The season of Lent is a little over half way done. It is a season in which we lament our sins, asking forgiveness for all of the times we have messed up. It is a season in which we deny ourselves for a time, fasting from some normal pleasure in our lives, as a way of teaching ourselves to live within limits. As we learn to say no for a time to sweets, television, or Facebook, we train our minds to learn how to say no to sin so that we can more fully live into God’s will for our lives. And it is a season in which we prepare for Easter, we prepare for new creation life, we prepare for the resurrection and the hope that naturally occurs because of Jesus’ resurrection from the grave.
As we encounter all of these moments during this season, the words of Titus seem to fit the heart of what we are trying to experience.
“For the grace of God has been revealed, bringing salvation to all people. And we are instructed to turn from godless living and sinful pleasures. We should live in this evil world with wisdom, righteousness, and devotion to God, while we look forward with hope to that wonderful day when the glory of our great God and Savior, Jesus Christ, will be revealed. He gave his life to free us from every kind of sin, to cleanse us, and to make us his very own people, totally committed to doing good deeds.” – Titus 2:11
Easter is about bringing salvation to all people. Jesus came to earth as a means of helping bring healing to the nations. Jesus came as part of God’s plan to redeem and restore the world. Jesus’ death and resurrection are a moment of great redemption. Just as the exodus from Egypt becomes the great redemption moment for Israel, the story of the cross, and Christ’s triumph over sin and death become the great redemption story for Christians. But we are not just being saved so that we can go to Heaven when we die. We are being saved so that we can participate in mission. We are being called into a life of faithfully living for God.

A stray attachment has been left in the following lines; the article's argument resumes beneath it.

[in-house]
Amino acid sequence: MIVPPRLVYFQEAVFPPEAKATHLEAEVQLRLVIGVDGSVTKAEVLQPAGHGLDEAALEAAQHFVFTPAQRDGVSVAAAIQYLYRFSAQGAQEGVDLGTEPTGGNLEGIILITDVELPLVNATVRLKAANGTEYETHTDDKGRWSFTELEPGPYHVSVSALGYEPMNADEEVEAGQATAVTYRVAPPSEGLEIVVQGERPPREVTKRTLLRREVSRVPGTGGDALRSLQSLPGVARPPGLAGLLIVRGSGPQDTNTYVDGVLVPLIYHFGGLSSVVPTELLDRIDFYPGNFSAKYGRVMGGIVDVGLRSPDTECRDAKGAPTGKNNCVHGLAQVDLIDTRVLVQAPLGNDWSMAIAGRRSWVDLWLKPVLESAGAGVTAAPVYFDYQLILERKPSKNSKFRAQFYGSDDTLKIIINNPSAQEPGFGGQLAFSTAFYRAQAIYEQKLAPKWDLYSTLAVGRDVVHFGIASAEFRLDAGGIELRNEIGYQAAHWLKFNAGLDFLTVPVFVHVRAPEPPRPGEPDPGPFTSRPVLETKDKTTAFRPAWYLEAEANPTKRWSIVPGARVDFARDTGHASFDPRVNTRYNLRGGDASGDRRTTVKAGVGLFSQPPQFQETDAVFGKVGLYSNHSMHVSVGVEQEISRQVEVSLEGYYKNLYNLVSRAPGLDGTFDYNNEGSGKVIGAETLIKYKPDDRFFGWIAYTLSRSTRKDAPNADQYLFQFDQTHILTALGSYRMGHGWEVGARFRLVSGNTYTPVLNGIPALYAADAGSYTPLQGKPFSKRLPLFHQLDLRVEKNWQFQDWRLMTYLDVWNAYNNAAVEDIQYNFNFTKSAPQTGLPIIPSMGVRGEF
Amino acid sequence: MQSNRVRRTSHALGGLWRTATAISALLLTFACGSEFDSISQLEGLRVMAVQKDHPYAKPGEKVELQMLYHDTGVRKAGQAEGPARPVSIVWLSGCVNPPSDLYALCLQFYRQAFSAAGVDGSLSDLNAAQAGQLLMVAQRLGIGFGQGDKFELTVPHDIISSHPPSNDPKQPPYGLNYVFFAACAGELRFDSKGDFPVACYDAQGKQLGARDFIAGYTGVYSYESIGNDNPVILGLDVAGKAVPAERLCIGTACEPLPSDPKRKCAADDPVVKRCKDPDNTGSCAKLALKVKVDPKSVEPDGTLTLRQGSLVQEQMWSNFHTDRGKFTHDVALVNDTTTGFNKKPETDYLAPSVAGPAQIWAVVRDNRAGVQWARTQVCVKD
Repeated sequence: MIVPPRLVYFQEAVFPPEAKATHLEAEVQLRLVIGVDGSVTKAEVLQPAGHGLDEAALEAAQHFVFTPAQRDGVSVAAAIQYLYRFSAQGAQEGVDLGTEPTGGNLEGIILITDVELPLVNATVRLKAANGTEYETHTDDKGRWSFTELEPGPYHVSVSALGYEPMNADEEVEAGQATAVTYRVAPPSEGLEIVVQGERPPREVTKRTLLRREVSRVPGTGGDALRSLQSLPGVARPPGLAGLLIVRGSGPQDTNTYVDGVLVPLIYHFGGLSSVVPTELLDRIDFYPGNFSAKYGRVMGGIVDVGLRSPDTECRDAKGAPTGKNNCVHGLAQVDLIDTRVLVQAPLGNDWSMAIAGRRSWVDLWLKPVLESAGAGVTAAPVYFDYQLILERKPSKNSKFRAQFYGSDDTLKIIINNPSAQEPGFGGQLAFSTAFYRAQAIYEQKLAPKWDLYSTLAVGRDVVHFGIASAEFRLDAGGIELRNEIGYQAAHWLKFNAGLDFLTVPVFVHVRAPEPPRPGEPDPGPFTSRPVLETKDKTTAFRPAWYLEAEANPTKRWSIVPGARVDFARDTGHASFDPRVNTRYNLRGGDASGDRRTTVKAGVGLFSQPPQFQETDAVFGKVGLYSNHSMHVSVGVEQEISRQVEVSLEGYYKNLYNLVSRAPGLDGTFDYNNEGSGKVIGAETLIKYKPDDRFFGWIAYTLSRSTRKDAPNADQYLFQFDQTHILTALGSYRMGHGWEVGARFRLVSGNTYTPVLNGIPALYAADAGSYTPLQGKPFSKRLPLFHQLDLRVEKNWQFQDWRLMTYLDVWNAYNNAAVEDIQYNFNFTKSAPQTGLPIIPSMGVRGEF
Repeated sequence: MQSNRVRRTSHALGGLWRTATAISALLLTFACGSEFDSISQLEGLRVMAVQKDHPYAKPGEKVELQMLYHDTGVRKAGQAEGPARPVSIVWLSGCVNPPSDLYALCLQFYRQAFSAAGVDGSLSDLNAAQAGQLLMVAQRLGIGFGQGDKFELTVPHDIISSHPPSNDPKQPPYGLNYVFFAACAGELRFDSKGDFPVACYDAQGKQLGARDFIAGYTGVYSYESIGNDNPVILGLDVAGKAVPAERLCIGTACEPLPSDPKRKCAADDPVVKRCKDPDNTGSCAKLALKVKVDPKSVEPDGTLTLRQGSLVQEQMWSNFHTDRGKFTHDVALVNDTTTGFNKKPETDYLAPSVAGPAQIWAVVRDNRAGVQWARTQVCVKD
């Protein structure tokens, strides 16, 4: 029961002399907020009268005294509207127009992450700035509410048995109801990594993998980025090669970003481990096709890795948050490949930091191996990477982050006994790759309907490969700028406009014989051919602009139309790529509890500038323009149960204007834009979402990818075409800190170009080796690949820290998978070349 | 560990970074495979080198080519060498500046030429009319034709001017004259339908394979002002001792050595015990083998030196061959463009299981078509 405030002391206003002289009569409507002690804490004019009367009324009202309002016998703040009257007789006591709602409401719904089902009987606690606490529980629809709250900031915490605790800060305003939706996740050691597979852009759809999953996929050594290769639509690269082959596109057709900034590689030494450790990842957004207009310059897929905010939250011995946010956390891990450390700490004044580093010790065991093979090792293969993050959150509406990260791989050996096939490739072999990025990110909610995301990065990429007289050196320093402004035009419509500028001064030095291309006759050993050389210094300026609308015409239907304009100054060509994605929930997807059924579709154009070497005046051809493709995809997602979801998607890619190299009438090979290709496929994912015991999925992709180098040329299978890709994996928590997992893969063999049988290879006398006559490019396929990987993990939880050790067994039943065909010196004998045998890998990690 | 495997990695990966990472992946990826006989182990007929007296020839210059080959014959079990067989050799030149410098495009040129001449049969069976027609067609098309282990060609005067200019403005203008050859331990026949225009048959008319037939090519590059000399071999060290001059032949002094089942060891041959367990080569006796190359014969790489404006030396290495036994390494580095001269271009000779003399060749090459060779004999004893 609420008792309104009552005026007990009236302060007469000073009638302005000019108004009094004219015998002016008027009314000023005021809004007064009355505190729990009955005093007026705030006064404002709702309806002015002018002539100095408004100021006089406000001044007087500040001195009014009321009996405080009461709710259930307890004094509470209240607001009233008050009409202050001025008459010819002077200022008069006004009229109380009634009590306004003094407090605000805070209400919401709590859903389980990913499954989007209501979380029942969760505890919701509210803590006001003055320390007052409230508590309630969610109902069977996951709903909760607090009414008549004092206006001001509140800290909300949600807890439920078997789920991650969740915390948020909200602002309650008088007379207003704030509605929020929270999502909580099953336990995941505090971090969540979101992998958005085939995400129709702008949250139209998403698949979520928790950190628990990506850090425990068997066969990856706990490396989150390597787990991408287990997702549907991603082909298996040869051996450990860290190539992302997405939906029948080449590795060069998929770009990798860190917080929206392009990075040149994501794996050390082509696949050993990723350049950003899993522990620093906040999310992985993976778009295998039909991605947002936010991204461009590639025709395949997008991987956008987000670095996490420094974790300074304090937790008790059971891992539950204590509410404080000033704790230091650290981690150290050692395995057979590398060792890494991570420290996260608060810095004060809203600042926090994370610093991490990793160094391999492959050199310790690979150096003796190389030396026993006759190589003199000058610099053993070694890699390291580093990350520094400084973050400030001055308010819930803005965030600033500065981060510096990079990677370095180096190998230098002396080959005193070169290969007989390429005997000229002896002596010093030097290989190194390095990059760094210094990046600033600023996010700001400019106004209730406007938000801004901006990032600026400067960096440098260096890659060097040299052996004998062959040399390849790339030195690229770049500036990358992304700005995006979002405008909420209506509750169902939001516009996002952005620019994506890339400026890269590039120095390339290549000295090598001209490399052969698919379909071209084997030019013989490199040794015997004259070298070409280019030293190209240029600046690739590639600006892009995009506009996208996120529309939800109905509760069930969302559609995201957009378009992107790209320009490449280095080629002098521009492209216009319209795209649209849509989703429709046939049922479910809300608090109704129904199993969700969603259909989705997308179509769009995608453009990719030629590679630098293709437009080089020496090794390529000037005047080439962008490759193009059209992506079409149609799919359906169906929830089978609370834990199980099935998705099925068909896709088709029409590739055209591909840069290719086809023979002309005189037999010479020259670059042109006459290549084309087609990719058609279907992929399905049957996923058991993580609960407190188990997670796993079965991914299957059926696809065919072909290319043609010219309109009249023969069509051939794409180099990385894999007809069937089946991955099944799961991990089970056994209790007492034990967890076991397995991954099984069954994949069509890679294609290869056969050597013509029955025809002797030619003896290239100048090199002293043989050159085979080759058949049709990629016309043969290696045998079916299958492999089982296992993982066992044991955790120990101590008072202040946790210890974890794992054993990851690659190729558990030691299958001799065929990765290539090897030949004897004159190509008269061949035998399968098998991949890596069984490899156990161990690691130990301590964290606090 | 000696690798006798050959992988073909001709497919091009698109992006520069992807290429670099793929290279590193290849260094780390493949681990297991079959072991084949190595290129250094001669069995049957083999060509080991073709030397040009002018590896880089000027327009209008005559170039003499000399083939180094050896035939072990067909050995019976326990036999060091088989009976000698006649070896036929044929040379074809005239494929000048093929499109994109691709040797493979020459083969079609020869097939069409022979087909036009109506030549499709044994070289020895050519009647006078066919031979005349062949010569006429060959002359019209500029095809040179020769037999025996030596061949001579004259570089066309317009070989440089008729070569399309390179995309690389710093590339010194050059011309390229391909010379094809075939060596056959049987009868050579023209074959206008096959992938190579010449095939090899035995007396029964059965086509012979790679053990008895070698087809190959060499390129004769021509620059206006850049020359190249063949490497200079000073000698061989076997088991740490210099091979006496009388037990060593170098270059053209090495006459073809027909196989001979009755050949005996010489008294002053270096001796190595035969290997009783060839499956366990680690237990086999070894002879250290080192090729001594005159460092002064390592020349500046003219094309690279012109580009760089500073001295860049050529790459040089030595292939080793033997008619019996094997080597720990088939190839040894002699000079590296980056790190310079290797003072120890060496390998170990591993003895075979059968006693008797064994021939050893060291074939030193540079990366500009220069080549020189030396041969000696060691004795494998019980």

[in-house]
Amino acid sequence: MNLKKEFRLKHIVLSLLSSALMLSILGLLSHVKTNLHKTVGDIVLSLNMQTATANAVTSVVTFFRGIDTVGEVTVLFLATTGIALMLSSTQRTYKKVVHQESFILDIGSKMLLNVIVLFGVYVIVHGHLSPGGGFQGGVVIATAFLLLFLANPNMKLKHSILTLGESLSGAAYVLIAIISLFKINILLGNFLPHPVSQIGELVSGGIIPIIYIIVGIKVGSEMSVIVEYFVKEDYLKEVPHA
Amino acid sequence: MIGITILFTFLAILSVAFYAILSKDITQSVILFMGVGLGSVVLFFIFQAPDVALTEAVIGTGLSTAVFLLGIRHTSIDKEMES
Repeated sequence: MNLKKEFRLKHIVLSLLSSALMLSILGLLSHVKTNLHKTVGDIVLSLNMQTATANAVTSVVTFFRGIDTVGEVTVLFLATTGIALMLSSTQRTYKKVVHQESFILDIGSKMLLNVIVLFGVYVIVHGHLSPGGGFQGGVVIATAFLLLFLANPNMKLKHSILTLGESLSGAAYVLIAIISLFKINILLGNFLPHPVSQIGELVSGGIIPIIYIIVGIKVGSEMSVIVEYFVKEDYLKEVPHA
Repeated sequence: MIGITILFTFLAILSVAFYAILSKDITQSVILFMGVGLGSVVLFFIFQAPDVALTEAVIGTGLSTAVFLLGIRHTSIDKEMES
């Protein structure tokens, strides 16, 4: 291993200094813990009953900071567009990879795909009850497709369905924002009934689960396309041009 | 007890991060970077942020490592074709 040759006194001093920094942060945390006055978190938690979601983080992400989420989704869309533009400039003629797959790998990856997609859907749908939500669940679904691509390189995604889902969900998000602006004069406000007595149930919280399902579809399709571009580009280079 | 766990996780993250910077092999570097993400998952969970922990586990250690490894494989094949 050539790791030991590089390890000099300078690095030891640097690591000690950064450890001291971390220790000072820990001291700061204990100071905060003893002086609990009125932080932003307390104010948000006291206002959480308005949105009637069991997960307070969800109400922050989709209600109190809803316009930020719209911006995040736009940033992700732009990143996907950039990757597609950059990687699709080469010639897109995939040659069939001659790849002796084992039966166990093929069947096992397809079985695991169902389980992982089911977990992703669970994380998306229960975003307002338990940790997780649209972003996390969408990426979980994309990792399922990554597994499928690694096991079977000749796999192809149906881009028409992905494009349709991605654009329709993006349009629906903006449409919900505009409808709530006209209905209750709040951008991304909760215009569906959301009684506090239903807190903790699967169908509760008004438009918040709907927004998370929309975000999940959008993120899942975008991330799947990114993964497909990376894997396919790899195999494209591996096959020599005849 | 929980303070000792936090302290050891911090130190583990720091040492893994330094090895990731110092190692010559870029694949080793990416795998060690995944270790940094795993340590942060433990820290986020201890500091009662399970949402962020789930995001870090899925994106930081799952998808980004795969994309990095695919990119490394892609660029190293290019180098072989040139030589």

After Israel experiences their redemption from Egypt they are called to Sinai in which God challenges them to join in covenant. As part of the covenant, they are given the Law, which among other things is designed to help them live as a royal priesthood and a holy nation, inviting others around them into relationship with God.
As Christians experience salvation they are called to join God in covenant relationship as a royal priesthood and a holy nation. Part of this responsibility is centered around the way that Christians live. Christians are called to turn from godless living and sinful pleasure, and instead live in a way that brings wisdom to this evil world. Christians are called to flee from every kind of sin, and instead as God’s very own people, they are called to be committed to good deeds.
The joy of salvation leads naturally into a life on mission for God. This life of mission has ethical ramifications As those who have been invited to join God’s mission to redeem and restore the world, Christians are called to imitate the one who has invited them into this life. They are to live like Christ.
Thus, the seasons of Lent and Easter are preparation for mission. During the season of Lent, we are called to repent of our sins and begin living in service to God. As we say no through fasting we learn to say no to our own desires and instead say yes to God. As we prepare to celebrate Easter, we rejoice with the redemption brought about by the resurrection, but we are also reminded that the resurrection compels us into mission. We are redeemed so that we can participate with God. Salvation does not simply mean an eternity in Heaven. Salvation also means invited into abundant life now for the sake of the rest of the world.
So, as we continue to prepare for the upcoming celebration of Easter, remember, we are also preparing to participate in the mission of God.